Rider injured Saturday in avalanche near Vail Pass | SkyHiNews.com

Rider injured Saturday in avalanche near Vail Pass

Janice Kurbjun
summit daily news
Special to the Daily/Honza NavratilA look at the aftermath of Saturday's Uneva Pass slide taken by skier Honza Navratil.
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A human-triggered avalanche on Uneva Peak, near Vail Pass, on Saturday afternoon resulted in waist-deep burial and injury of a rider in a party of four.

The Colorado Avalanche Information Center reports that the rider was covered for about 10 seconds but swam back to the surface to avoid full burial. Vail Mountain Rescue Group responded to the incident.

Eagle County Sheriff deputy Mark Pons said the rescue group responded with two teams totaling 12 rescue members and one Forest Service official. Teams skinned into the site at about 5 p.m. to retrieve the party, three of whom were able to leave on their own and the fourth was evacuated using a sled, Pons said. Adverse conditions made it impossible to use a helicopter for the rescue.

“The victim was conscious and breathing,” Pons said about her condition, adding that it appeared there were lower body injuries. “It was non-life threatening conditions to everyone’s knowledge.”

The rescue was complete by 9 p.m.

The event caused two other slides in the area, which cleared the Uneva Peak bowl. The slides broke at roughly 3 feet deep and were on slopes facing north to northwest at about 12,000 feet.

The avalanche center reports that, on Friday, a rider triggered a slide in the “Y” Chute – a west-southwest aspect near tree line – on the west side of the Tenmile Range, and on Thursday, skiers remotely triggered a small eastern-facing slab near tree line, also on the Tenmile Range. Hoosier Pass also recently saw two “good-sized” hardslab slides on east and southeast aspects near and above tree line.

Despite avalanche danger in the area being reduced to “moderate” on all areas near and above tree line and “low” below tree line by the CAIC, “triggering a hard slab avalanche is possible on steep slopes, and the resulting avalanche could be large and dangerous,” the center’s website states, adding that any windloaded slope should be treated as precarious, no matter the elevation.

“People need to be over vigilant when enjoying our mountains,” Pons said.

January has seen the most human-triggered slides or slides with human involvement this season – seven.

In early January, a skier was caught and carried in a slide on Mount Yale in the Collegiate Peaks, with no rescue necessary. In mid-January, a snowboarder died with a dog near Berthoud Pass, and at about the same time, ice climbers in nearby Officer’s Gulch were caught and carried with a slide but were able to self rescue, a spokesman with Summit County Rescue Group said.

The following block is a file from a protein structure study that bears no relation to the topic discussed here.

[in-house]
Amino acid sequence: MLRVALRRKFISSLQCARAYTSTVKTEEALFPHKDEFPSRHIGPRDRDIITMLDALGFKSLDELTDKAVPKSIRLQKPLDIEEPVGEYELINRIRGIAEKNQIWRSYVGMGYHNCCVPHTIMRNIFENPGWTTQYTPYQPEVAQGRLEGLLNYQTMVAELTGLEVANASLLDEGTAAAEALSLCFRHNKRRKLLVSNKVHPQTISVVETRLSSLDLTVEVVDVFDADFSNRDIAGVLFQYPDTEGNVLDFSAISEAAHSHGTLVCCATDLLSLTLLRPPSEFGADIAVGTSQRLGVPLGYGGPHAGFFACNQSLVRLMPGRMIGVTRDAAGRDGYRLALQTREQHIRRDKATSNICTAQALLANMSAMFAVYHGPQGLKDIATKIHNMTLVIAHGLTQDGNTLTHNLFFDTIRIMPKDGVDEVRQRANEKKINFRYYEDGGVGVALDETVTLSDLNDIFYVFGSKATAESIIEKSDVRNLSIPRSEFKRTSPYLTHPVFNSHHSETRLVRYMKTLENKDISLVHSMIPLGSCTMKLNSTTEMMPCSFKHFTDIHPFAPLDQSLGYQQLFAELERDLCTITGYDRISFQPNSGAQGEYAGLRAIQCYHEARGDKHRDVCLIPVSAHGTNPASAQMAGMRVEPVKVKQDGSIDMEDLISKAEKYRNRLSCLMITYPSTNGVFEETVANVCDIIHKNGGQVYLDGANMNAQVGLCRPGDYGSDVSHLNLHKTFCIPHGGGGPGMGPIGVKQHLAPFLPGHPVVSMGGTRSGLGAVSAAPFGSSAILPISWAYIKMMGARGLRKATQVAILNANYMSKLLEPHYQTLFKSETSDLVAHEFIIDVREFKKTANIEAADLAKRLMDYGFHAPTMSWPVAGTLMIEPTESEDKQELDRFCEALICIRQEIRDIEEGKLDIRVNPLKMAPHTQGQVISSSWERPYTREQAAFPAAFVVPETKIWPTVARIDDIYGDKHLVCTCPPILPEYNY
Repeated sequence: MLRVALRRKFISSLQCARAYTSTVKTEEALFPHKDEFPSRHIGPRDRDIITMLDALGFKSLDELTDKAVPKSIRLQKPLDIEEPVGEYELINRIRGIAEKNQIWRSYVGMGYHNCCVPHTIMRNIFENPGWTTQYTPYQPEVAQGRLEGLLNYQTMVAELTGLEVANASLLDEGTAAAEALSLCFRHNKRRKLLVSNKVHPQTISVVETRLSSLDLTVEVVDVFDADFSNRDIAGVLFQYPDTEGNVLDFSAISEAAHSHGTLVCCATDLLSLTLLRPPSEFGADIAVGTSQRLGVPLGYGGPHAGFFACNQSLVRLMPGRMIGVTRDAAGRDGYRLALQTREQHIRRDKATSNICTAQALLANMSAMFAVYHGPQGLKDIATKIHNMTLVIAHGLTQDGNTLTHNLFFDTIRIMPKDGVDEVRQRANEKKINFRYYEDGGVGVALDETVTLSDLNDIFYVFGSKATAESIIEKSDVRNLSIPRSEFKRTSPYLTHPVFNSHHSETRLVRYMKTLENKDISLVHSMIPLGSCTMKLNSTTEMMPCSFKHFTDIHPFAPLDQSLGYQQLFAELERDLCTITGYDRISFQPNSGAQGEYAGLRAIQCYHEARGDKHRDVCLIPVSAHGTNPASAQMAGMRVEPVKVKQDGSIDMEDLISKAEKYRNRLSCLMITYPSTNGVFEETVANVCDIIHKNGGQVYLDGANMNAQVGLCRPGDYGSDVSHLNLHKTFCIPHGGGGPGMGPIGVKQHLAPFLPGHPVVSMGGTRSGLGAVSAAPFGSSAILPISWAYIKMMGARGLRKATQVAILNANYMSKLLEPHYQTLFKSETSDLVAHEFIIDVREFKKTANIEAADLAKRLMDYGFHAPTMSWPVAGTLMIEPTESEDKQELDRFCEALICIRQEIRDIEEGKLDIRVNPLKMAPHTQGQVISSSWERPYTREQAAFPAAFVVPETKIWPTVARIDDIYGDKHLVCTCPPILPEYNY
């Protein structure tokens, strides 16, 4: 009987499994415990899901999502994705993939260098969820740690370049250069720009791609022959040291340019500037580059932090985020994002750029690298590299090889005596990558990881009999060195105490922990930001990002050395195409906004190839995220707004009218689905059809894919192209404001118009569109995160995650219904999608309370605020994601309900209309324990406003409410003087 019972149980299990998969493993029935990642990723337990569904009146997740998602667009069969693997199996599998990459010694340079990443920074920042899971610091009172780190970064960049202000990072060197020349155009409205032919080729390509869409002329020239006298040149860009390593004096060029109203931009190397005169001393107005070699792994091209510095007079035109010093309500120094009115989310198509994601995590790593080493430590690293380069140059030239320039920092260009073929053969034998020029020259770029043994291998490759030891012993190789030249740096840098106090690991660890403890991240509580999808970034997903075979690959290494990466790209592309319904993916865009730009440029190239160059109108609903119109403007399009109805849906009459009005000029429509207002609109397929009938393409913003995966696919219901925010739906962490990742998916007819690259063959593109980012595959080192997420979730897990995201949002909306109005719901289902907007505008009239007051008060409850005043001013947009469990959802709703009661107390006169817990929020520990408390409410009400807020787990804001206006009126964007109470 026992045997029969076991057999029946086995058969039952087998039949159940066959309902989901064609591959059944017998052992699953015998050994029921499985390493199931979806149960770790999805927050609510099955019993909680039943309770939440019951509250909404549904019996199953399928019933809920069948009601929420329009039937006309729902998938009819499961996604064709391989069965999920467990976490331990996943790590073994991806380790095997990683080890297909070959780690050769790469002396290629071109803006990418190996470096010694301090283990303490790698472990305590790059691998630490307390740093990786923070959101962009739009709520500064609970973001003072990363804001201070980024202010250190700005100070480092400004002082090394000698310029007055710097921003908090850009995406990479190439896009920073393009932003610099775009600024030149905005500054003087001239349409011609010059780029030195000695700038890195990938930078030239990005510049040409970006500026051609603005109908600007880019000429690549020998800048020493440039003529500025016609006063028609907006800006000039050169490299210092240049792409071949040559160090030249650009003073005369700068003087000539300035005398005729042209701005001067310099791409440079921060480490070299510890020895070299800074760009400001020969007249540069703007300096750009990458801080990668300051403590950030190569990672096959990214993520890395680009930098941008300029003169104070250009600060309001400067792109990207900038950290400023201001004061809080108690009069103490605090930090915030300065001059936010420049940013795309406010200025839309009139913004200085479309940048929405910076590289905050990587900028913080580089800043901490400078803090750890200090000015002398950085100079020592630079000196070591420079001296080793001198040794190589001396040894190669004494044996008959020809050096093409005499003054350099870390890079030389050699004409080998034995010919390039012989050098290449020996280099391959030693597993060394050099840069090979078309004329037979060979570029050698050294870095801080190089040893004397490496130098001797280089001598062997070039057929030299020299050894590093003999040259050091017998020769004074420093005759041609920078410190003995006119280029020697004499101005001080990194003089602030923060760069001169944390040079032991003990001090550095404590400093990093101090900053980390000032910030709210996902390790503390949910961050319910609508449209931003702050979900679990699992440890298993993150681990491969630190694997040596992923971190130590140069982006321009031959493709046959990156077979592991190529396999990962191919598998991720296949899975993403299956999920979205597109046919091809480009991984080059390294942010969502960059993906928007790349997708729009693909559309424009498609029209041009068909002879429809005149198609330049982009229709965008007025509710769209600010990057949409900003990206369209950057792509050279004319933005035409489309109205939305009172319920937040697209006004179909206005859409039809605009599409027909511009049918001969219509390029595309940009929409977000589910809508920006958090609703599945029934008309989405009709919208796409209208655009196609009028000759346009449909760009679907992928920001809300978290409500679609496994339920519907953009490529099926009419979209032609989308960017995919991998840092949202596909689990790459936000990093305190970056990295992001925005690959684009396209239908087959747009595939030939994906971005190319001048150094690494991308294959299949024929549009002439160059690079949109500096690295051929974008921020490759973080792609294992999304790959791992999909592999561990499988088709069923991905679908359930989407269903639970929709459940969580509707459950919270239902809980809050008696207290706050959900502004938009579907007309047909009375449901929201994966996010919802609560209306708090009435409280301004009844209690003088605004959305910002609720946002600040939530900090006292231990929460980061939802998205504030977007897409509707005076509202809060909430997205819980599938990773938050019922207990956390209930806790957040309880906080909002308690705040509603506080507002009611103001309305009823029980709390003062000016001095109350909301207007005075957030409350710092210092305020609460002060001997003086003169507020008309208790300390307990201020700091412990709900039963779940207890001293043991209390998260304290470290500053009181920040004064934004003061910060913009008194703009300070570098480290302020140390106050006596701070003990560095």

One climber was mostly protected, but the belayer was caught and swept from his non-anchored stance, the Colorado Avalanche Information Center report states. Not able to hold the belay break, the belayer slid about 30 feet before a knot in the rope stopped him from being carried away and releasing the climber. Snow “pummeled” the belayer for about 10 seconds before coming to rest on the recreation path about 400 to 500 feet below the climbers. Neither was injured or buried as the top-rope anchor held both individuals weights.

The avalanche center’s current threat report states that winds this last month have developed a “complicated, variable stack of strong, hard slabs separated by persistent weak layers.” Strong slabs may not indicate instability until they break apart. Tests will show moderate to strong results, but failures will be clean and fast.

“Hard slabs can be tricky beasts, luring you out with the promise of strength and then avalanching large when you reach the slab margins and break the weak layer,” the report says.

CAIC weather forecast

Snowfall was expected to begin in the Colorado mountains at midnight Sunday increasing into today. It brings a cold northeasterly flow with airflow movements that could cause more snow to fall on the Front Range, the Sawatch Range and the Sangre de Cristo Mountains. Frigid temperatures are expected Tuesday and Wednesday – highs in the single digits and lows in the negative temperature ranges in Summit County – with snow falling through Wednesday in some areas. Another storm is expected this weekend.


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